I have been eagerly admiring and drooling over all the lovely food posted by bloggers who joint the event and took note of this delicious lor bak that is being posted by a few bloggers....I love the minced meat version so told myself I must try this Penang version too. Lor bak uses thinly sliced pork strips instead of minced pork. I must admit, I love this version very much:)
I used Alan's recipe but simplified the methods being the lazy cook that I am:P
500g pork tenderloin, cut into short and thin strips
3 tbsp potato starch (I used wheat starch as I do not have potato starch)
1 large bombay onion, diced
5 water chestuts, skin peeled and diced (omitted as I had none)
50g bangkwang aka yam bean or jicama, peeled and cut into thin strips + 1tsp salt (optional) (salt is omitted and I used 100g instead to replace water chestnuts)
1 large egg
dried beancurd sheet (tau peoy)
oil for deep frying
1 tbsp sugar
1 tbsp light soya sauce
1 tsp ground pepper
2 tsp five spice powder
Mix all ingredients including the marinate and let it marinate for 30 minutes in the fridge.
Cut beancurd skin into rectangular pieces, each approximately 15 x 20 cm long. This is easily done by following the creased “folding seams” of the folded tau peoy in the packets as they are being sold.
Wipe each piece rapidly with a slightly dampen kitchen towel or cloth to remove excess salt and oil. (Mine wasn't overly salty so I skipped this step)
Lay a piece of tau poey flat on a surface and place approximately 2 tbsp of filling in a tubular shape near one end of it, leaving a small recess (border) around the perimeters.
Fold the two longer sides over the filling and quickly proceed to roll the shorter end facing you over the filling as well, in the direction away from you. A little tension needs to be exerted to make sure that the filling is tightly wrapped, without breaking the beancurd skin.The beancurd skin should be rolled over the filling 2-3 times but no more than that. Excess skin not only affects the textures, it also makes the rolls too salty. Thus, trim any excess skin with a sharp knife.
Dab a bit of the starchy paste from the marinate on your finger and run it along the remaining exposed end of the beancurd skin. Finally, roll over and seal tightly.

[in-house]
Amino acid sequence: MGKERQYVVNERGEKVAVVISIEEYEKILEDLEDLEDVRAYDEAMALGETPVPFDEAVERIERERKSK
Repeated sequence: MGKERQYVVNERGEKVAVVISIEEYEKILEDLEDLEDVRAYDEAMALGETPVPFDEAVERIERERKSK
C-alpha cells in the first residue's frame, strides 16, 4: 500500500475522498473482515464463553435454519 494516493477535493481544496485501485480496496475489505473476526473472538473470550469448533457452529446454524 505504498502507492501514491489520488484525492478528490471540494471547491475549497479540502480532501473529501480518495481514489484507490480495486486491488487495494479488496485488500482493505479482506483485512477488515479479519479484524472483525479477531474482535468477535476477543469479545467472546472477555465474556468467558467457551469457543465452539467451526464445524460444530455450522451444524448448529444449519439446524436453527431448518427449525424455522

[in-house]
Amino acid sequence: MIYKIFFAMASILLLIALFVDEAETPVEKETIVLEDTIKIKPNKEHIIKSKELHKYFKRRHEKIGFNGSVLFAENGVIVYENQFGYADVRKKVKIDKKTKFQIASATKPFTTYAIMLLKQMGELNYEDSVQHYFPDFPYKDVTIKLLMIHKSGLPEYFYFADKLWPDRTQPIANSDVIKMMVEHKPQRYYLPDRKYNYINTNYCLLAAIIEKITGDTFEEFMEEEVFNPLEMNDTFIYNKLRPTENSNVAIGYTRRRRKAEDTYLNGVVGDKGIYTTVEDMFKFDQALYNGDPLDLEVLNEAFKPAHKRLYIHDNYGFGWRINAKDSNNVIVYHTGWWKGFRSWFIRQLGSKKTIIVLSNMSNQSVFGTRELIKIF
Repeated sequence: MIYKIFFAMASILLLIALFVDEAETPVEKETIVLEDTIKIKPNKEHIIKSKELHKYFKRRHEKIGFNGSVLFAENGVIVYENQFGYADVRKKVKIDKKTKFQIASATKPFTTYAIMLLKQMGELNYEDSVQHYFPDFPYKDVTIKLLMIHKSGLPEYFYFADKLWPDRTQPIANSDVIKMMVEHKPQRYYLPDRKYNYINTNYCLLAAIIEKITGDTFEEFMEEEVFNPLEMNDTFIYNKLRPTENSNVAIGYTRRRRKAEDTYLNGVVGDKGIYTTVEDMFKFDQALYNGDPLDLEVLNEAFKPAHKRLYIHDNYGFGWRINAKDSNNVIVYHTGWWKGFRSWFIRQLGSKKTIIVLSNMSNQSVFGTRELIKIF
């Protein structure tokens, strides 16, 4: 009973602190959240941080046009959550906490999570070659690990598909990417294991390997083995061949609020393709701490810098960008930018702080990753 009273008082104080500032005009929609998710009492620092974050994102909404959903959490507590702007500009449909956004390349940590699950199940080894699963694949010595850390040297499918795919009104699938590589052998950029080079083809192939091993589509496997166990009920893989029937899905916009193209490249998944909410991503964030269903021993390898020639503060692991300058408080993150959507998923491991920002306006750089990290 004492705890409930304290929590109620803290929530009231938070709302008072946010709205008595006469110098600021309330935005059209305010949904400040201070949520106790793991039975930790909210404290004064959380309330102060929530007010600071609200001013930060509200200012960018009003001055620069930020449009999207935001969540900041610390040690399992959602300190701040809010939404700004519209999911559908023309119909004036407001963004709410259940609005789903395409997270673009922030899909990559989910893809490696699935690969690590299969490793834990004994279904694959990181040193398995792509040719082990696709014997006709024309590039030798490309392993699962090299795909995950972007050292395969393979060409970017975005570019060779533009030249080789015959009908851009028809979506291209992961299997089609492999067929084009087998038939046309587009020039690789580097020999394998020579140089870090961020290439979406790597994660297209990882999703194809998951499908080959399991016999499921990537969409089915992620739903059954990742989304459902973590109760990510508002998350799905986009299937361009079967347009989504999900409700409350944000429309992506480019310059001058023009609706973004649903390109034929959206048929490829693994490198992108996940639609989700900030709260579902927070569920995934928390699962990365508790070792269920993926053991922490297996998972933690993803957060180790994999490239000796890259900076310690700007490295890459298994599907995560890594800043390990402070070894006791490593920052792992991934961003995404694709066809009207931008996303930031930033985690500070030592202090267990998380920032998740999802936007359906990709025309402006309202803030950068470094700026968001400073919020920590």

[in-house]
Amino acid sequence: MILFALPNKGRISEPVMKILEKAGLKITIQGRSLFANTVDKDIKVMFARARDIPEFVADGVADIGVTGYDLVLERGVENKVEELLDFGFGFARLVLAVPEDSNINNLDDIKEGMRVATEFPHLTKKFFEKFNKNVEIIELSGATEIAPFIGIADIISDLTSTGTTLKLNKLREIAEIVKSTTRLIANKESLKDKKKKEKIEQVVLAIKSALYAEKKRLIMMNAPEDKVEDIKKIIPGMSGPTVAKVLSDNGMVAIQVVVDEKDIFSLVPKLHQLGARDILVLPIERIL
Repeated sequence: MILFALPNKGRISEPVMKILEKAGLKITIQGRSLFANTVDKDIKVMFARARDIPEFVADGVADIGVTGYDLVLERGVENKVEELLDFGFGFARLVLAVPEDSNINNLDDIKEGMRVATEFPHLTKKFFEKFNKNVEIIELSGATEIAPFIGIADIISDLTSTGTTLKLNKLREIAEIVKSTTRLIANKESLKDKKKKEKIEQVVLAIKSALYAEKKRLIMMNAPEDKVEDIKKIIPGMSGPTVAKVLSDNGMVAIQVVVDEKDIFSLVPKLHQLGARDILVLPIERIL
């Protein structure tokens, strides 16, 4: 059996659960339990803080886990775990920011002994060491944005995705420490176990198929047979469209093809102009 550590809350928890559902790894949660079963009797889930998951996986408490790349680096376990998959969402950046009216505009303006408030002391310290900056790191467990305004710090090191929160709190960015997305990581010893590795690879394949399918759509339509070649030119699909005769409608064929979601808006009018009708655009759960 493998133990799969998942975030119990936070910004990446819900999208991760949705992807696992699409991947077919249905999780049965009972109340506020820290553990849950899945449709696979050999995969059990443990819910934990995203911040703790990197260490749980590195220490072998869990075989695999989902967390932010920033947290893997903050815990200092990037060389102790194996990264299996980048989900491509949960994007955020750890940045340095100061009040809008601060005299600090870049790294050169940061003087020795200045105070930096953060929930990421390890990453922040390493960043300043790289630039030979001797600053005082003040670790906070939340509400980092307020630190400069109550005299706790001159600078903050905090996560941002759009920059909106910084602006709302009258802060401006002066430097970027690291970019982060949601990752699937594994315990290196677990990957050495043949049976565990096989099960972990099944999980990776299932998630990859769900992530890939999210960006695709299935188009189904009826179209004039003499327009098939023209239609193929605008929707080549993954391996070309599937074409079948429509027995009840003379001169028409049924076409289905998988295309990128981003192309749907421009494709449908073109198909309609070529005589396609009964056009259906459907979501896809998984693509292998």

Set aside with the sealed edge facing down, using the weight of the filling to keep the meat rolls sealed and intact. Repeat with the remaining pieces of tau poey and filling until ingredients are used up.
To deep fry, add oil to a heated wok over medium flame. Test with a pair of wooden chopsticks or alternatively, place a small piece of excess tau poey into the oil. The oil is sufficiently hot when small bubbles begin to form along the edges of the tau poey rapidly and the tau poey floats up to the surface.
(I used a frying pan instead of wok)
Slowly lower the meat rolls by sliding them into the oil with the sealed edge facing downwards. Divide and deep fry in two or more batches to prevent overcrowding. Turn periodically to ensure even coloration on both sides but be very careful not to break the skin.
When the skin develops a light tan hue, remove the meat rolls from the oil and drain over a wired sieve or colander.
Repeat the deep frying with other batches.
Finally, turn up the flame to medium-high and return the rolls into the oil the second time. This helps to purge out any oils within the rolls and crisp up the skin slightly.
Remove the meat rolls when they turn brown. It should take no more than 15-20 seconds. Do not overdo this the skin may char and burn, leaving a bitter aftertaste.
Drain over wire sieve or colander first and then over kitchen towel to absorb and remove excess oil.
After the rolls have cooled down slightly, cut and serve with, sliced cucumber, deep fried tau kwa (firm beancurd), poh piah chnee (deep fried spring rolls), heh piah chnee (deep fried prawn fritters) or deep fried fish balls. (I ate it with left over bang kwang and chilli/tomato sauce)
I'm submitting this post to Malaysian Food Fest [June 2013] - Penang hosted by Alan of Travellingfoodie